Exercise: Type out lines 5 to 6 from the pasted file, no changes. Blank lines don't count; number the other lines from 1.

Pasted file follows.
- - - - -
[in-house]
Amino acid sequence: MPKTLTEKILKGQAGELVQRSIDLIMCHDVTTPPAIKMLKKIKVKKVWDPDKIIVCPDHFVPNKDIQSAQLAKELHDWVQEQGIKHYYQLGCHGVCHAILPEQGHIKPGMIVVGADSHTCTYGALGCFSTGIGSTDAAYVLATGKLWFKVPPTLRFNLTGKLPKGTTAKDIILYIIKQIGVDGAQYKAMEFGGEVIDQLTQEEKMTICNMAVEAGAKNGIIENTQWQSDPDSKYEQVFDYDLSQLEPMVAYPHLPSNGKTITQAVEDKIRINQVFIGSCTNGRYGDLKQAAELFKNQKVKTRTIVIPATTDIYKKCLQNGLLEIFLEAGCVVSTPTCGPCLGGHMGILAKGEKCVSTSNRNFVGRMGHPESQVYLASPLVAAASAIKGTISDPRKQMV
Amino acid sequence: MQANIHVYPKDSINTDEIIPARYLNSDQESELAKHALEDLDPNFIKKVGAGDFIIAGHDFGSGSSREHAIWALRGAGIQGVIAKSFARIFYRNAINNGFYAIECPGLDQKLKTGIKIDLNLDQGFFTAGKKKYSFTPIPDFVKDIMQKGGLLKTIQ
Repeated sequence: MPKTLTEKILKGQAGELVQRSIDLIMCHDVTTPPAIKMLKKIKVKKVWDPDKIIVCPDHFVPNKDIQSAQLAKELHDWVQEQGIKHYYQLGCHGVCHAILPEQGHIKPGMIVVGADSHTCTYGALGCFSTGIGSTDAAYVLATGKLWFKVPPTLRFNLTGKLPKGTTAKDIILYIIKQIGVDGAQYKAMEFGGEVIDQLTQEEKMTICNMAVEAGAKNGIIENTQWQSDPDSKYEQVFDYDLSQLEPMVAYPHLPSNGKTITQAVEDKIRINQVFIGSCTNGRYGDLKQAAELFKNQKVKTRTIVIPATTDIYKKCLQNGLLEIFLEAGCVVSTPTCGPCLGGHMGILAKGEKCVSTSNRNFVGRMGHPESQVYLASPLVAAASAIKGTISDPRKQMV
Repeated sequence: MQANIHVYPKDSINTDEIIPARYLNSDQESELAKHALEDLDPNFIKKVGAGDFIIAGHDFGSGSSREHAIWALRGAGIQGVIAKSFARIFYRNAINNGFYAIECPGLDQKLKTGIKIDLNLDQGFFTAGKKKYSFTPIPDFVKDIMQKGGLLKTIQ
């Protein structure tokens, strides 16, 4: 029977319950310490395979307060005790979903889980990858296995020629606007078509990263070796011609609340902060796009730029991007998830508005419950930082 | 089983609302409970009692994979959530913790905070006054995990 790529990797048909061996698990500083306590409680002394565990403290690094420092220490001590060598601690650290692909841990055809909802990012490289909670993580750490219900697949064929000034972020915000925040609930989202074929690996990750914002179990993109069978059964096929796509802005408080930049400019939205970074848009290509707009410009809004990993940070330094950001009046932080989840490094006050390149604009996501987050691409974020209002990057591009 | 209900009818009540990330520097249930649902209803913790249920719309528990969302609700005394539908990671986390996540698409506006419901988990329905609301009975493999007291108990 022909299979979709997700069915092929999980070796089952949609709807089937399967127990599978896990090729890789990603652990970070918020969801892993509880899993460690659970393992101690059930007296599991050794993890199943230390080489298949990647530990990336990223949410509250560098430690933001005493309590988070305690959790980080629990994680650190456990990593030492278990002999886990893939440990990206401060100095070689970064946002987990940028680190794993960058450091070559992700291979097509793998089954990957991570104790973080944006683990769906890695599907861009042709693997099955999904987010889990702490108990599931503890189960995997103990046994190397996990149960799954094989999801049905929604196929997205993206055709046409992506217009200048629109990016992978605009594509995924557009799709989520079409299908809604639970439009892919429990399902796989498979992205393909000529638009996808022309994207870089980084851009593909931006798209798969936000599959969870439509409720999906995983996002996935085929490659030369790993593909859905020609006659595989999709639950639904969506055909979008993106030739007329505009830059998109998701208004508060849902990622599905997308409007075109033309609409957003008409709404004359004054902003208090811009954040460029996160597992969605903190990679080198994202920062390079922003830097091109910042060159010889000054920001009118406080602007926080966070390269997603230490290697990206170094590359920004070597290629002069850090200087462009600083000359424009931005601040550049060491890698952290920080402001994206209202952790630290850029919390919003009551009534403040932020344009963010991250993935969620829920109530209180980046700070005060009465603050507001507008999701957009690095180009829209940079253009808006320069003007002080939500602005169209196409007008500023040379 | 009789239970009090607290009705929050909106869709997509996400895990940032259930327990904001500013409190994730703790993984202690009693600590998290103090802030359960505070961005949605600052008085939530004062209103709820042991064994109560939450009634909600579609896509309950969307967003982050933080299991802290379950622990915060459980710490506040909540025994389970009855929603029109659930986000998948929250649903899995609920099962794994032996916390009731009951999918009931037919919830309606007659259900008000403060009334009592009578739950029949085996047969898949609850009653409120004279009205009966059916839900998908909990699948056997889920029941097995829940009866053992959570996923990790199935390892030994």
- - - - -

Repeated sequence: MQANIHVYPKDSINTDEIIPARYLNSDQESELAKHALEDLDPNFIKKVGAGDFIIAGHDFGSGSSREHAIWALRGAGIQGVIAKSFARIFYRNAINNGFYAIECPGLDQKLKTGIKIDLNLDQGFFTAGKKKYSFTPIPDFVKDIMQKGGLLKTIQ
């Protein structure tokens, strides 16, 4: 029977319950310490395979307060005790979903889980990858296995020629606007078509990263070796011609609340902060796009730029991007998830508005419950930082 | 089983609302409970009692994979959530913790905070006054995990 790529990797048909061996698990500083306590409680002394565990403290690094420092220490001590060598601690650290692909841990055809909802990012490289909670993580750490219900697949064929000034972020915000925040609930989202074929690996990750914002179990993109069978059964096929796509802005408080930049400019939205970074848009290509707009410009809004990993940070330094950001009046932080989840490094006050390149604009996501987050691409974020209002990057591009 | 209900009818009540990330520097249930649902209803913790249920719309528990969302609700005394539908990671986390996540698409506006419901988990329905609301009975493999007291108990 022909299979979709997700069915092929999980070796089952949609709807089937399967127990599978896990090729890789990603652990970070918020969801892993509880899993460690659970393992101690059930007296599991050794993890199943230390080489298949990647530990990336990223949410509250560098430690933001005493309590988070305690959790980080629990994680650190456990990593030492278990002999886990893939440990990206401060100095070689970064946002987990940028680190794993960058450091070559992700291979097509793998089954990957991570104790973080944006683990769906890695599907861009042709693997099955999904987010889990702490108990599931503890189960995997103990046994190397996990149960799954094989999801049905929604196929997205993206055709046409992506217009200048629109990016992978605009594509995924557009799709989520079409299908809604639970439009892919429990399902796989498979992205393909000529638009996808022309994207870089980084851009593909931006798209798969936000599959969870439509409720999906995983996002996935085929490659030369790993593909859905020609006659595989999709639950639904969506055909979008993106030739007329505009830059998109998701208004508060849902990622599905997308409007075109033309609409957003008409709404004359004054902003208090811009954040460029996160597992969605903190990679080198994202920062390079922003830097091109910042060159010889000054920001009118406080602007926080966070390269997603230490290697990206170094590359920004070597290629002069850090200087462009600083000359424009931005601040550049060491890698952290920080402001994206209202952790630290850029919390919003009551009534403040932020344009963010991250993935969620829920109530209180980046700070005060009465603050507001507008999701957009690095180009829209940079253009808006320069003007002080939500602005169209196409007008500023040379 | 009789239970009090607290009705929050909106869709997509996400895990940032259930327990904001500013409190994730703790993984202690009693600590998290103090802030359960505070961005949605600052008085939530004062209103709820042991064994109560939450009634909600579609896509309950969307967003982050933080299991802290379950622990915060459980710490506040909540025994389970009855929603029109659930986000998948929250649903899995609920099962794994032996916390009731009951999918009931037919919830309606007659259900008000403060009334009592009578739950029949085996047969898949609850009653409120004279009205009966059916839900998908909990699948056997889920029941097995829940009866053992959570996923990790199935390892030994």